Read Cleopatra: Histories, Dreams, and Distortions by Lucy Hughes-Hallett Free Online
Book Title: Cleopatra: Histories, Dreams, and Distortions|
The author of the book: Lucy Hughes-Hallett
Edition: HarperCollins Publishers
Date of issue: May 28th 1991
ISBN 13: 9780060920937
Format files: PDF
The size of the: 1.17 MB
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Reader ratings: 5.6
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Before I start this review, I have to thank Sisimka. She's the reason I have this book. Thank you Sisimka.
Helen might have been the face that launched a thousand ships, but Cleopatra went further with a vulture beak on her face. Honestly, Cleopatra's nose was ugly. Yet, society credits Cleopatra with being a great beauty. A sexual adventuress, a femme fatale, a hot, murdering mama. But not really a mother, though she did have four children.
Lucy Hughes-Hallett examines the myths and views of Cleopatra thoughout the ages. She spends the first section of the book going into detail about Ocatvain's story about Cleopatra versus what Cleopatra's story might have been. It is this first section of the book that provides biographically detail. Readers should be warned, however, that this book is not a biography of Cleopatra. Readers who want a straight forward biography should check out Michael Grant's work. The second half of the book deals with how artists and writers thoughout the ages have treated Cleopatra. The book was published in 199o so more recent treatments such as The Memoirs of Cleopatra are not mentioned.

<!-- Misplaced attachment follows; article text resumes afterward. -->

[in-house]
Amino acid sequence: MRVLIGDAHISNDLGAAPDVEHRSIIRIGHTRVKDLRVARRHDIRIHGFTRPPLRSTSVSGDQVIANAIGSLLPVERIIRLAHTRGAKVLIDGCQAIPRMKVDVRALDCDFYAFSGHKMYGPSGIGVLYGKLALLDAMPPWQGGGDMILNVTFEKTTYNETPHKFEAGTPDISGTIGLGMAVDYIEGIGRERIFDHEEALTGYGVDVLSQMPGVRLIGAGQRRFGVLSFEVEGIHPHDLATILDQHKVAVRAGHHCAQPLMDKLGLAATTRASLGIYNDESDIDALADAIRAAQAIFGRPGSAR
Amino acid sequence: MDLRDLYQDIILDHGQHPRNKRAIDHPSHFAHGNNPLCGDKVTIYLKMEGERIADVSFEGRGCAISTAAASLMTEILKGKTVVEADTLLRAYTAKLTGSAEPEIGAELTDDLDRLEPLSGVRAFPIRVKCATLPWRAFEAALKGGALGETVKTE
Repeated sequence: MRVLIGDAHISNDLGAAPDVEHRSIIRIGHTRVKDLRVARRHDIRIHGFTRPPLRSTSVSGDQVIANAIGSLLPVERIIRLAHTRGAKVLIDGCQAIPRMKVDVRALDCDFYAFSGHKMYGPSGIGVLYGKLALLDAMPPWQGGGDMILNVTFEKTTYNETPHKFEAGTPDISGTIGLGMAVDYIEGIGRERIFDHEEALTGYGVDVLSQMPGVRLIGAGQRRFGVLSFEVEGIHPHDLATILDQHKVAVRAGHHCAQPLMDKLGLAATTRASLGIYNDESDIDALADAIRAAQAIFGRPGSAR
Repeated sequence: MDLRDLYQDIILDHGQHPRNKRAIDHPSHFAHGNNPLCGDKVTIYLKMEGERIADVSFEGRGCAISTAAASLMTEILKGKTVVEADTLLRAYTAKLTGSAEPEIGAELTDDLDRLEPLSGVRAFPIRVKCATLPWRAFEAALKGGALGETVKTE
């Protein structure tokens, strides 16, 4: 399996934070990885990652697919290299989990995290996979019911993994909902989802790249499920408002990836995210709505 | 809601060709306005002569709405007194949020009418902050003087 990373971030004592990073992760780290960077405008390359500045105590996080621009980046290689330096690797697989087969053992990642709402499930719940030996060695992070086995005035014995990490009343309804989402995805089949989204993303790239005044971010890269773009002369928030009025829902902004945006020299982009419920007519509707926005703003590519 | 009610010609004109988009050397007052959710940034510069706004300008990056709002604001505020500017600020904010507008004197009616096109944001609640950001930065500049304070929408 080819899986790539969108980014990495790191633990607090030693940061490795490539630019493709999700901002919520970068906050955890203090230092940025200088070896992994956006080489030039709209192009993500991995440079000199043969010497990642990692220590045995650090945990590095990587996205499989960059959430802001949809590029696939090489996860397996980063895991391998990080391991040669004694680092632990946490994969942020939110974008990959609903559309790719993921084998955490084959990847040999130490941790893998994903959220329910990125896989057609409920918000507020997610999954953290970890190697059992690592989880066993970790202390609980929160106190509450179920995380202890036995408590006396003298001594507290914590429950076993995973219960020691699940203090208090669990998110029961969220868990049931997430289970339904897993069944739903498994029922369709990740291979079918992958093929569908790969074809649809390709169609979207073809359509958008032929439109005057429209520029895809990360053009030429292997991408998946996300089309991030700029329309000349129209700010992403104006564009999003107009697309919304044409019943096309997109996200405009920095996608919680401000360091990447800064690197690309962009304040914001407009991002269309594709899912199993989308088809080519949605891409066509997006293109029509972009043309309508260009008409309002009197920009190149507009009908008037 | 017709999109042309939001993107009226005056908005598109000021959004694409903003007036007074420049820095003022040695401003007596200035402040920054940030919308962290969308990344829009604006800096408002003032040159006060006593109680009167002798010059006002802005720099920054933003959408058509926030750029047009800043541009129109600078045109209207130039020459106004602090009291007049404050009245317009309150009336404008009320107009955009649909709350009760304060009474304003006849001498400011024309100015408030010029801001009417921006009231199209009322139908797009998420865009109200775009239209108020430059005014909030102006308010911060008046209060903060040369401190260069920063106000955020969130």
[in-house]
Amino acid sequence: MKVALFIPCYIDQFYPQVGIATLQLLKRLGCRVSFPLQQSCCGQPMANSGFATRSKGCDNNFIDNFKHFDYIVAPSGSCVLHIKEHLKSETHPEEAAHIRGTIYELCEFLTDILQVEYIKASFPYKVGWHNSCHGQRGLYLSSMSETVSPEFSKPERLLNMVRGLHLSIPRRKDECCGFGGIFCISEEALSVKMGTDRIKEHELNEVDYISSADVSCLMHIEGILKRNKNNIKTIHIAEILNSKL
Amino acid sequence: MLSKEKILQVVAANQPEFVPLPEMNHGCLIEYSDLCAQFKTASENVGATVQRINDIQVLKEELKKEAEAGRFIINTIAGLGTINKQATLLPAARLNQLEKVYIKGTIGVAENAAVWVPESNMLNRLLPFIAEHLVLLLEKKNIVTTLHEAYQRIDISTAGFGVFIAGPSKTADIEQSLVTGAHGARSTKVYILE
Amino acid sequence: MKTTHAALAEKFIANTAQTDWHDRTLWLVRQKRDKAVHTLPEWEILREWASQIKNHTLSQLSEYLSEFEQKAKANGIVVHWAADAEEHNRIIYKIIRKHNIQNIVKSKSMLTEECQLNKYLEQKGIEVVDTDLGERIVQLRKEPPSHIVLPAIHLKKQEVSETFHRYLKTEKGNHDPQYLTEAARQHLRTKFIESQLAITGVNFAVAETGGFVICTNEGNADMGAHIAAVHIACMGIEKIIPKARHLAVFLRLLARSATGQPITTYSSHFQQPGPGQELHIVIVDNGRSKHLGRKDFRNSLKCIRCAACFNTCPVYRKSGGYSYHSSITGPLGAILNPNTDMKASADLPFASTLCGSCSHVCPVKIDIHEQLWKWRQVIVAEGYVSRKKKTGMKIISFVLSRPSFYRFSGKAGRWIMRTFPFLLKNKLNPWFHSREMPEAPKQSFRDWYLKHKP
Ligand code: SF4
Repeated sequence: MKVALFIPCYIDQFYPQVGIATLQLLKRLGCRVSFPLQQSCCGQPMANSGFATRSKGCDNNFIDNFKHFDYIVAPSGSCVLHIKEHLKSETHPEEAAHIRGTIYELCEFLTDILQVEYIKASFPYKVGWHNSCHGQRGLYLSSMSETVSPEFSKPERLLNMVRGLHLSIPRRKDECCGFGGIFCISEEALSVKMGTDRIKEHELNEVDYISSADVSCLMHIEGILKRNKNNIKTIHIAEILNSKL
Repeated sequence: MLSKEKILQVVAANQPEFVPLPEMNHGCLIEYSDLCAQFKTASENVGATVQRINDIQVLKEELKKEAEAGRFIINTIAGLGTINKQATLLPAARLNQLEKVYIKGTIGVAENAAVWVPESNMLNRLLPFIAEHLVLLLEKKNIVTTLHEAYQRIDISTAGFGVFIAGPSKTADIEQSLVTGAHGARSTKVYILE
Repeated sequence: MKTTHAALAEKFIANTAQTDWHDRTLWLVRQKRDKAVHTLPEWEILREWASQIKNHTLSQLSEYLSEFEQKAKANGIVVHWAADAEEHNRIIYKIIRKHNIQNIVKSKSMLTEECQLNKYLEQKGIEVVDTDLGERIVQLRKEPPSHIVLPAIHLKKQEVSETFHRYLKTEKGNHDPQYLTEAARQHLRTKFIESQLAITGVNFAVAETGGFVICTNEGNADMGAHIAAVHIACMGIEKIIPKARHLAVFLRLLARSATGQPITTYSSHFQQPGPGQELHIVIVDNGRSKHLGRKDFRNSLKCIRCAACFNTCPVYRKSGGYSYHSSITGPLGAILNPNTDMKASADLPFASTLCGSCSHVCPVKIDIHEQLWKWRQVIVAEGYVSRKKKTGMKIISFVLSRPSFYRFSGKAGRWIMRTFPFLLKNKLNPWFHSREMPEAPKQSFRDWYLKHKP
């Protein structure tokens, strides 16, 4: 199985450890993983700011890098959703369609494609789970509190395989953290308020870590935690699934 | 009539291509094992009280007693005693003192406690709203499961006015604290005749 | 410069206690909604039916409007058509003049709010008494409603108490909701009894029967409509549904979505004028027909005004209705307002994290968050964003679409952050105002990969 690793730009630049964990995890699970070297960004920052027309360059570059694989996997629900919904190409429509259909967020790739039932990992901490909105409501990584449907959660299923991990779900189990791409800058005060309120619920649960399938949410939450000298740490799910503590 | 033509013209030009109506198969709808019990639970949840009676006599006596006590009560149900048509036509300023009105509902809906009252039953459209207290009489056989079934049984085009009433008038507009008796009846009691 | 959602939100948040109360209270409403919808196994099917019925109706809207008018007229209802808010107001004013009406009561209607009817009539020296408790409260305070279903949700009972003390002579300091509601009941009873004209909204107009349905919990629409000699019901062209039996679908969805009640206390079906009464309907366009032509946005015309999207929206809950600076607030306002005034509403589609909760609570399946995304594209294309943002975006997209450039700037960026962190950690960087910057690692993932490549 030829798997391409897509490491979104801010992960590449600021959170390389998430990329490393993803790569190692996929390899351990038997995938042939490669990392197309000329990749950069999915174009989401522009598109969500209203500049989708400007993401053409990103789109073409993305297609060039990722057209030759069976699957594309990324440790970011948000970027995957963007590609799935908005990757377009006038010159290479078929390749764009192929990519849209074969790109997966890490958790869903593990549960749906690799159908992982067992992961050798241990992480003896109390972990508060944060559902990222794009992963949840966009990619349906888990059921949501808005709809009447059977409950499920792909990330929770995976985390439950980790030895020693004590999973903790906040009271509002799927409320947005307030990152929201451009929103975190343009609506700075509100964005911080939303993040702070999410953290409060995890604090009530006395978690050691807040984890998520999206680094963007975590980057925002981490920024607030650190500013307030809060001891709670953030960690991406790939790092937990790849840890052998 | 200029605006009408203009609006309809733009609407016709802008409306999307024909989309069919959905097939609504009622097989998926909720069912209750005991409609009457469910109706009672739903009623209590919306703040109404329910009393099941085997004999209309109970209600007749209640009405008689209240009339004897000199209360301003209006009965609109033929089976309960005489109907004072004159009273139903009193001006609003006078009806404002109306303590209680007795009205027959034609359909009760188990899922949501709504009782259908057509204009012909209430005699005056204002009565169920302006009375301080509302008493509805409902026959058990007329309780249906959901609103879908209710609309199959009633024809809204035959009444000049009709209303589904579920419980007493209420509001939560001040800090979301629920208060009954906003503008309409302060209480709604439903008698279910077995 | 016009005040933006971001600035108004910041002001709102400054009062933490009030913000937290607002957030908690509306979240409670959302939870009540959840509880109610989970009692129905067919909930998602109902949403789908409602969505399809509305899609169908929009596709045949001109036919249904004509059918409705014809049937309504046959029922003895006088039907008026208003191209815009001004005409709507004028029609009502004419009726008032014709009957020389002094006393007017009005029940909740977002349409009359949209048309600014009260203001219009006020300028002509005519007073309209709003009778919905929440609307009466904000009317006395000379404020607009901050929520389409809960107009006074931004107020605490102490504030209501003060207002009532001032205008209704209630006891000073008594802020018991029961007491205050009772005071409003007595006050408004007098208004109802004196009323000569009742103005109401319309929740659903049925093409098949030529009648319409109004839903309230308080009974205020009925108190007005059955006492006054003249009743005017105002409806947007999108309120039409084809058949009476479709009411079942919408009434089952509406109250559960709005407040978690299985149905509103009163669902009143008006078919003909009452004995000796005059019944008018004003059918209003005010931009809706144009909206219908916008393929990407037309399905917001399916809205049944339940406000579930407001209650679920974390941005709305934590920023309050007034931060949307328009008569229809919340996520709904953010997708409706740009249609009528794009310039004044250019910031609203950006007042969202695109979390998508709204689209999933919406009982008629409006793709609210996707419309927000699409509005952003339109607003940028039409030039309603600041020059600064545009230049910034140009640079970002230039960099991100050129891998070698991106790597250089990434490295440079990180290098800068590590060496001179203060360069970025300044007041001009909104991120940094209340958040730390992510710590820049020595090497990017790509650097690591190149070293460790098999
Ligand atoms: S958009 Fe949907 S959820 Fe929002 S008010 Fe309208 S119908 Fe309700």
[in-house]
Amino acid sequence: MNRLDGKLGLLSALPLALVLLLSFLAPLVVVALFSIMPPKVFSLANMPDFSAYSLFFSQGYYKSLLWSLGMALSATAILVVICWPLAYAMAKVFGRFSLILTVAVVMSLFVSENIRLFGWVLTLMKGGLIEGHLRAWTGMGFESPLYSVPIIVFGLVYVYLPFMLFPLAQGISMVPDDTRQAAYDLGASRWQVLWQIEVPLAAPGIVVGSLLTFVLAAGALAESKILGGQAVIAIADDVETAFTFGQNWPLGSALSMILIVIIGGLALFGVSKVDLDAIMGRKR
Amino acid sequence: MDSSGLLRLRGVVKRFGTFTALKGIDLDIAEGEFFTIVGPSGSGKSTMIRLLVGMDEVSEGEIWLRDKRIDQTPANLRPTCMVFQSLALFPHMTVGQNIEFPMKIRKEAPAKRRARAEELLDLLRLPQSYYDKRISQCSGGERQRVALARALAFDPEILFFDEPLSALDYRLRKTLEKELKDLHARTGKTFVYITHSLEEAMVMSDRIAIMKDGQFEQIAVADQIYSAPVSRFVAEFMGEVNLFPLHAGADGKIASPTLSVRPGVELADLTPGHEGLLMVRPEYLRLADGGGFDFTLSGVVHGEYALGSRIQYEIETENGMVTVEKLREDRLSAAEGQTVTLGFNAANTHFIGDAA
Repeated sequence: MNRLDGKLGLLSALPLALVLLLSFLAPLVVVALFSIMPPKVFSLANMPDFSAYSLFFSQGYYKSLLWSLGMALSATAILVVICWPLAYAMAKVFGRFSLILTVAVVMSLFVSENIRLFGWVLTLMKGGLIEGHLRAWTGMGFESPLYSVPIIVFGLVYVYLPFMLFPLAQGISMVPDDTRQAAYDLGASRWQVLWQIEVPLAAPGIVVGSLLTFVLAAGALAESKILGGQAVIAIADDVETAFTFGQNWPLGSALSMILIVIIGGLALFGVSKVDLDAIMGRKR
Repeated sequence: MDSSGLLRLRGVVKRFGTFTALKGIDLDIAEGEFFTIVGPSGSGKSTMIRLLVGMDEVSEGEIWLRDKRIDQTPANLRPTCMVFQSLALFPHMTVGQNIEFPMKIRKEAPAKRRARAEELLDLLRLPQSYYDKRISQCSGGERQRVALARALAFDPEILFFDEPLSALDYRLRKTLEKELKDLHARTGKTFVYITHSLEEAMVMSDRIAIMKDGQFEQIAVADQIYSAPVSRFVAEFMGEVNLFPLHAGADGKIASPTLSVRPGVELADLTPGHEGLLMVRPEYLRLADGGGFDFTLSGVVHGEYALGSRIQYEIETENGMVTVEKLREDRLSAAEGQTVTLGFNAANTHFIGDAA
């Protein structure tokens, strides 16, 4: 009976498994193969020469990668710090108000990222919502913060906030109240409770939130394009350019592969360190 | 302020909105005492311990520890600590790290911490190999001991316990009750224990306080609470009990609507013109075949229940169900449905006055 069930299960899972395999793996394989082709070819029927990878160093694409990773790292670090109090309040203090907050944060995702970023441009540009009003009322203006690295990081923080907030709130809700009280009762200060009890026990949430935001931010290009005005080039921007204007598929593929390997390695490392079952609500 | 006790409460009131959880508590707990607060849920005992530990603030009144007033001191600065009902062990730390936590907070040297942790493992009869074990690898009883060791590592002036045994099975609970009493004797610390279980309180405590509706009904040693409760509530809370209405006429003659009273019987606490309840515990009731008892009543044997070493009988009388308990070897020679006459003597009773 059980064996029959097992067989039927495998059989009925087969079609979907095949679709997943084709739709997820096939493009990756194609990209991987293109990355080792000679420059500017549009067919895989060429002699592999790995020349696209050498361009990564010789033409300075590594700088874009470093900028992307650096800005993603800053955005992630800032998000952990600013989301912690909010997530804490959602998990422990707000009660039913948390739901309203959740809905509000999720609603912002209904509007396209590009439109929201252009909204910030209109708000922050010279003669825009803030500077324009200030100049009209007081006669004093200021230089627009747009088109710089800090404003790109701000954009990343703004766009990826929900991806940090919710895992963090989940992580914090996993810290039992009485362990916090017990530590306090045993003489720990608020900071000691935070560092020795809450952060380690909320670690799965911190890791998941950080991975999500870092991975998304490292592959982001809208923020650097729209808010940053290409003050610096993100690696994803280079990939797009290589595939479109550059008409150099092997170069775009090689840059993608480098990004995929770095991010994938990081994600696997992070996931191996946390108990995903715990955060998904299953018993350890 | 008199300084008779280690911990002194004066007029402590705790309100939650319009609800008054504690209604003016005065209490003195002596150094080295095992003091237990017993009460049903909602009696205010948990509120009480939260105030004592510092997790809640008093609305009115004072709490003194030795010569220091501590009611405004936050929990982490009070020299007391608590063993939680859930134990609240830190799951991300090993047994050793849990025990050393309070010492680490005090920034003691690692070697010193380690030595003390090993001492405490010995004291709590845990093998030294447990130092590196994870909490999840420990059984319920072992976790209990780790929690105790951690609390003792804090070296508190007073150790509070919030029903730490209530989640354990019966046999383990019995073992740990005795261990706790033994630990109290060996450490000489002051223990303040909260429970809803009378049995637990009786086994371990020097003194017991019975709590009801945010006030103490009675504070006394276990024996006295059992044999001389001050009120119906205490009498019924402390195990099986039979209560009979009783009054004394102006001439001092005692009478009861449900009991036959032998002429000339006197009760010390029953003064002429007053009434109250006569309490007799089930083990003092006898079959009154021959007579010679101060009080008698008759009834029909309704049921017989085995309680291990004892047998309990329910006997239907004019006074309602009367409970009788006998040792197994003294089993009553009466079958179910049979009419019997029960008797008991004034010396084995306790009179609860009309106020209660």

Hallett raises several interesting points. We are fasnicated by Cleopatra, but even today it is more in terms of her love affairs (and it seems she only had two) more than anything else. How many people reading this review, for instance, knew Cleopatra had four children? Having her as a mother limits the sexual beauty of Cleopatra that society has in its mind. The same is true of Helen, who was a mother when she abanonded husband and child to run off with Paris. Hallett focues on the idea of Cleopatra as other, as the Orient to the West and how each author uses Cleopatra to show how HE and his society sees women.
What I found to be very interesting is the sheer number of paintings that show Cleopatra having the asp bite her breast when she commits suicide (Ouch!). There is proably some deep symbolism here, the inversion of life or something, and I wish Hallett had gone into that aspect of it a bit more.
Hallett's conclusions still ring true today. Even in a pro-Cleopatra novel like The Memoirs of Cleopatrathe plot focuces on the love affairs. Cleopatra comes across as a saint and the men are not good enough for her. Then there is the other extreme, Cleopatra the queenly whore as in For Destiny or Desire. Cleopatra becomes what the writer wants her to be, sainted matyr or trashy romance heroine, not really who she was.
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